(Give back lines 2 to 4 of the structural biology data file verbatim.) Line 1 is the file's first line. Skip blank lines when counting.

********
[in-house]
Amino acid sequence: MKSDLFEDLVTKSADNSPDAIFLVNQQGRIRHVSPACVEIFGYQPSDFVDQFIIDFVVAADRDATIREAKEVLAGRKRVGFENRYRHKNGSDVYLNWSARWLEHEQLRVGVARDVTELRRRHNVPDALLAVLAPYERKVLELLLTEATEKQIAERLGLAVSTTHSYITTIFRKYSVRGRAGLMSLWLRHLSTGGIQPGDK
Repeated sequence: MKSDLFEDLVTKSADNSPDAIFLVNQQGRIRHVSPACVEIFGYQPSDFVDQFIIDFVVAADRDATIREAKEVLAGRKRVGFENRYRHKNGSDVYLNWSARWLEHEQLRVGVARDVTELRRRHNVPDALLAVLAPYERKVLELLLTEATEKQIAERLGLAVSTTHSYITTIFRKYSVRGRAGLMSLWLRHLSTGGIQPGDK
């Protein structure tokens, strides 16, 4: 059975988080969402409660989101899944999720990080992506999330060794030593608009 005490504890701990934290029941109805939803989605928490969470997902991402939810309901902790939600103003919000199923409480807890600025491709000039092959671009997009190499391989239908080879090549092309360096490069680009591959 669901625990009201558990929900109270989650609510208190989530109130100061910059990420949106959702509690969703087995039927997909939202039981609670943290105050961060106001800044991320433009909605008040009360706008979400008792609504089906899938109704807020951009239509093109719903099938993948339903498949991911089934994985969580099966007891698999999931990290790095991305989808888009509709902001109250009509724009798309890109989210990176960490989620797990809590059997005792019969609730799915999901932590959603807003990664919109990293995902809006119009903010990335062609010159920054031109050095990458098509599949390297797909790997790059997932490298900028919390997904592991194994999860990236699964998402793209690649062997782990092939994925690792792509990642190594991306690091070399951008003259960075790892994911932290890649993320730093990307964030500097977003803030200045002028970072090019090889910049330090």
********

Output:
Amino acid sequence: MKSDLFEDLVTKSADNSPDAIFLVNQQGRIRHVSPACVEIFGYQPSDFVDQFIIDFVVAADRDATIREAKEVLAGRKRVGFENRYRHKNGSDVYLNWSARWLEHEQLRVGVARDVTELRRRHNVPDALLAVLAPYERKVLELLLTEATEKQIAERLGLAVSTTHSYITTIFRKYSVRGRAGLMSLWLRHLSTGGIQPGDK
Repeated sequence: MKSDLFEDLVTKSADNSPDAIFLVNQQGRIRHVSPACVEIFGYQPSDFVDQFIIDFVVAADRDATIREAKEVLAGRKRVGFENRYRHKNGSDVYLNWSARWLEHEQLRVGVARDVTELRRRHNVPDALLAVLAPYERKVLELLLTEATEKQIAERLGLAVSTTHSYITTIFRKYSVRGRAGLMSLWLRHLSTGGIQPGDK
């Protein structure tokens, strides 16, 4: 059975988080969402409660989101899944999720990080992506999330060794030593608009 005490504890701990934290029941109805939803989605928490969470997902991402939810309901902790939600103003919000199923409480807890600025491709000039092959671009997009190499391989239908080879090549092309360096490069680009591959 669901625990009201558990929900109270989650609510208190989530109130100061910059990420949106959702509690969703087995039927997909939202039981609670943290105050961060106001800044991320433009909605008040009360706008979400008792609504089906899938109704807020951009239509093109719903099938993948339903498949991911089934994985969580099966007891698999999931990290790095991305989808888009509709902001109250009509724009798309890109989210990176960490989620797990809590059997005792019969609730799915999901932590959603807003990664919109990293995902809006119009903010990335062609010159920054031109050095990458098509599949390297797909790997790059997932490298900028919390997904592991194994999860990236699964998402793209690649062997782990092939994925690792792509990642190594991306690091070399951008003259960075790892994911932290890649993320730093990307964030500097977003803030200045002028970072090019090889910049330090």